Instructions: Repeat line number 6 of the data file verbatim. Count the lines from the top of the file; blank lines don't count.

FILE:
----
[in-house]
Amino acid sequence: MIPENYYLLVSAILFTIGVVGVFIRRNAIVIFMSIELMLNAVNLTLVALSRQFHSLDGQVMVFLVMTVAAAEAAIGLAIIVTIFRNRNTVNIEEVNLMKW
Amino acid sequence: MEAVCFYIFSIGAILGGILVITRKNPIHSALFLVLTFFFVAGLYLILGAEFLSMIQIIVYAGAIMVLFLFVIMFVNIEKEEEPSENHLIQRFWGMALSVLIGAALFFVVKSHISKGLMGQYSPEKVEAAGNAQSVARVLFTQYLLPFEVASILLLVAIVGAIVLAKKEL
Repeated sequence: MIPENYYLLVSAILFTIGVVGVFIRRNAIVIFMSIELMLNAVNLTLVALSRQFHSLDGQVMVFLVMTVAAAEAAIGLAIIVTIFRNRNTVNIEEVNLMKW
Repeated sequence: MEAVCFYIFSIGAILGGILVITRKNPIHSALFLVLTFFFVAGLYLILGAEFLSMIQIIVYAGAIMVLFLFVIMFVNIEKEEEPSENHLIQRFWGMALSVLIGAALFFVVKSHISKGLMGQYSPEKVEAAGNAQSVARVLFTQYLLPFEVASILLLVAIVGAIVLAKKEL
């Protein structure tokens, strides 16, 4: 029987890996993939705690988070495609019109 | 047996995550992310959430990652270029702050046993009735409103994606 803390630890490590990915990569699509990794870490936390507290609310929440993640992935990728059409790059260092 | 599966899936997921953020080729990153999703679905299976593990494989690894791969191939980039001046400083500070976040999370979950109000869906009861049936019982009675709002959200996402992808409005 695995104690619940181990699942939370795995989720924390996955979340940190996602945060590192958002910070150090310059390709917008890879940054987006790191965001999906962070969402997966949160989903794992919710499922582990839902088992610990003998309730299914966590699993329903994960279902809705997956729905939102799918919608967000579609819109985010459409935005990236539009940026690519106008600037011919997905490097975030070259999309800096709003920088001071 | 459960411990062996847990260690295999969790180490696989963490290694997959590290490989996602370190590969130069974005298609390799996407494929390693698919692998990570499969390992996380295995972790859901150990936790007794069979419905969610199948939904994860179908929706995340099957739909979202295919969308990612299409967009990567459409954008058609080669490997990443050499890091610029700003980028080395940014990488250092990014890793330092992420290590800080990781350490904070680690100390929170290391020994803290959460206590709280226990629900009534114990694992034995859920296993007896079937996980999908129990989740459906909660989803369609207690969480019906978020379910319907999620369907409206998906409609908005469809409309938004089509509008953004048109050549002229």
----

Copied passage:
């Protein structure tokens, strides 16, 4: 029987890996993939705690988070495609019109 | 047996995550992310959430990652270029702050046993009735409103994606 803390630890490590990915990569699509990794870490936390507290609310929440993640992935990728059409790059260092 | 599966899936997921953020080729990153999703679905299976593990494989690894791969191939980039001046400083500070976040999370979950109000869906009861049936019982009675709002959200996402992808409005 695995104690619940181990699942939370795995989720924390996955979340940190996602945060590192958002910070150090310059390709917008890879940054987006790191965001999906962070969402997966949160989903794992919710499922582990839902088992610990003998309730299914966590699993329903994960279902809705997956729905939102799918919608967000579609819109985010459409935005990236539009940026690519106008600037011919997905490097975030070259999309800096709003920088001071 | 459960411990062996847990260690295999969790180490696989963490290694997959590290490989996602370190590969130069974005298609390799996407494929390693698919692998990570499969390992996380295995972790859901150990936790007794069979419905969610199948939904994860179908929706995340099957739909979202295919969308990612299409967009990567459409954008058609080669490997990443050499890091610029700003980028080395940014990488250092990014890793330092992420290590800080990781350490904070680690100390929170290391020994803290959460206590709280226990629900009534114990694992034995859920296993007896079937996980999908129990989740459906909660989803369609207690969480019906978020379910319907999620369907409206998906409609908005469809409309938004089509509008953004048109050549002229």